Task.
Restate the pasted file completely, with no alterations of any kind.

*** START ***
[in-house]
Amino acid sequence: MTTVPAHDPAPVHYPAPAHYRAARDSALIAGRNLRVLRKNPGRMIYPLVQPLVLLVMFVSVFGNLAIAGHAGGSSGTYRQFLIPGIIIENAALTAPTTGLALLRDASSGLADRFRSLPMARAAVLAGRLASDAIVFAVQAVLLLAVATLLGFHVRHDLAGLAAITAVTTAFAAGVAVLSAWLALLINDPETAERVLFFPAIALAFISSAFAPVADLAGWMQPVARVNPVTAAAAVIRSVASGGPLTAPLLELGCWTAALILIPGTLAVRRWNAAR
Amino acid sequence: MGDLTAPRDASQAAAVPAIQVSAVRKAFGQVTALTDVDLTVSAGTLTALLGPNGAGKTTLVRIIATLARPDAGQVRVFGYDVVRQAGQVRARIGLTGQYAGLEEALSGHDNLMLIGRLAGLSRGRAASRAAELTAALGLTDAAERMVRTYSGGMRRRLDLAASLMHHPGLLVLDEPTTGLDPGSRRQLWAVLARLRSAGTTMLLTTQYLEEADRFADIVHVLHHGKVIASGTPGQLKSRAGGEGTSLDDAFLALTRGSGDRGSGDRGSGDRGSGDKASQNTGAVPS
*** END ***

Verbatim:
[in-house]
Amino acid sequence: MTTVPAHDPAPVHYPAPAHYRAARDSALIAGRNLRVLRKNPGRMIYPLVQPLVLLVMFVSVFGNLAIAGHAGGSSGTYRQFLIPGIIIENAALTAPTTGLALLRDASSGLADRFRSLPMARAAVLAGRLASDAIVFAVQAVLLLAVATLLGFHVRHDLAGLAAITAVTTAFAAGVAVLSAWLALLINDPETAERVLFFPAIALAFISSAFAPVADLAGWMQPVARVNPVTAAAAVIRSVASGGPLTAPLLELGCWTAALILIPGTLAVRRWNAAR
Amino acid sequence: MGDLTAPRDASQAAAVPAIQVSAVRKAFGQVTALTDVDLTVSAGTLTALLGPNGAGKTTLVRIIATLARPDAGQVRVFGYDVVRQAGQVRARIGLTGQYAGLEEALSGHDNLMLIGRLAGLSRGRAASRAAELTAALGLTDAAERMVRTYSGGMRRRLDLAASLMHHPGLLVLDEPTTGLDPGSRRQLWAVLARLRSAGTTMLLTTQYLEEADRFADIVHVLHHGKVIASGTPGQLKSRAGGEGTSLDDAFLALTRGSGDRGSGDRGSGDRGSGDKASQNTGAVPS